TIMELINES 12/24/14

Spring Valley man charged with rape of teenage girl

A Spring Valley man faces multiple felony charges after he was caught during sexual activity with a 14-year old girl on Friday.

Police stated Brajan Vasquez-Garcia was found in the victim’s room by her legal guardian. According to police, the incident did not appear to be a forced rape situation.

Vasquez-Garcia has been charged with second-degree rape, a felony, and false impersonation, a misdemeanor. Police stated he had given authorities false information about his identity.

Art storage company makes $8.5 million purchase in Orangetown

A Bronx-based art storage and stewardship company has made moves to acquire an Orangetown warehouse property for long-term use.

UOVO acquired the 106,141 square foot property, which is situated on a 13 acre parcel of land at 33 Kings Highway in Orangeburg. The property was initially owned by DHS Systems LLC.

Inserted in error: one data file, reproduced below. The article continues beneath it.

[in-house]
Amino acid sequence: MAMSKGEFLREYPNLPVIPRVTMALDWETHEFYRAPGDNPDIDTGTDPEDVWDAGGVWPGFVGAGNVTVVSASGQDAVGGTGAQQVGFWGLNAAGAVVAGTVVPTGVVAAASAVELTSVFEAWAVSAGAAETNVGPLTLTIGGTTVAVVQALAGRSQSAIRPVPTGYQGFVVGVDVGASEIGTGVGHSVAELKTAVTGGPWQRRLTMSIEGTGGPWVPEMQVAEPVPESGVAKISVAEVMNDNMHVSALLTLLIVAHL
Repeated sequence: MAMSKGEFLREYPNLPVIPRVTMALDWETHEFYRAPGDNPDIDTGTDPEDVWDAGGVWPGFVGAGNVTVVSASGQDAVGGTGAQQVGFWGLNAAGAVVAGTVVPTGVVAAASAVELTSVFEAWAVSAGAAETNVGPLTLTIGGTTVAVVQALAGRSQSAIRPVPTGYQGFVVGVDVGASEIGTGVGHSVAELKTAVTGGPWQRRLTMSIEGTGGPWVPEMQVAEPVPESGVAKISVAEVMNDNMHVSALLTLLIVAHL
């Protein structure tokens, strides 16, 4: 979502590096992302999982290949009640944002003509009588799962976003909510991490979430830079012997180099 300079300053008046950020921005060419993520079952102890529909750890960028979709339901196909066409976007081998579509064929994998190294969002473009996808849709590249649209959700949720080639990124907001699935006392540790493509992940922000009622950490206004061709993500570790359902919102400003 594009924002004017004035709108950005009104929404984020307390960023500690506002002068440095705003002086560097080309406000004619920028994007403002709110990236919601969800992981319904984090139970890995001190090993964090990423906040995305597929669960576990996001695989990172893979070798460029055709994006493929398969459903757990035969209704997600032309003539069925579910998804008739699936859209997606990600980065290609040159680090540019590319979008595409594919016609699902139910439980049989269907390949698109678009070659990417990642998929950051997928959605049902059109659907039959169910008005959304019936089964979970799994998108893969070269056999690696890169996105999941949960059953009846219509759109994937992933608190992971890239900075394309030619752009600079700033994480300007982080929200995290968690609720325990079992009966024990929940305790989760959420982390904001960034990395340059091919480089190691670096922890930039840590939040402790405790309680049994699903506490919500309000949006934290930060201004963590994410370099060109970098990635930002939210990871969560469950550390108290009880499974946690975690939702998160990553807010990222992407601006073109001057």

“It is well suited to the company’s needs, with ceiling heights of up to 25 feet and fully enclosed loading dock, all located on a beautiful, sprawling campus just miles from New York City, a hub for collectors, galleries and museums,” said Budd Wiesenberg, who represented UOVO with colleague Kevin Langtry during the purchase.

According to their website, UOVO specializes not only fine art storage but also transportation, insurance services, project management and logistics.

Seven men arrested for illegal gambling operations

An ongoing probe into illegal sports betting in Rockland County produced seven more arrests, according to Rockland County District Attorney Thomas Zugibe.

The defendants, four of whom were Rockland residents, were arrested on December 17 after a 16-month investigation into a larger criminal operation earlier this month which resulted in 14 arrests. The DA’s Office reported the seven individuals in the new wave of arrests surrendered at the Clarkstown Police Department and were released on their own recognizance.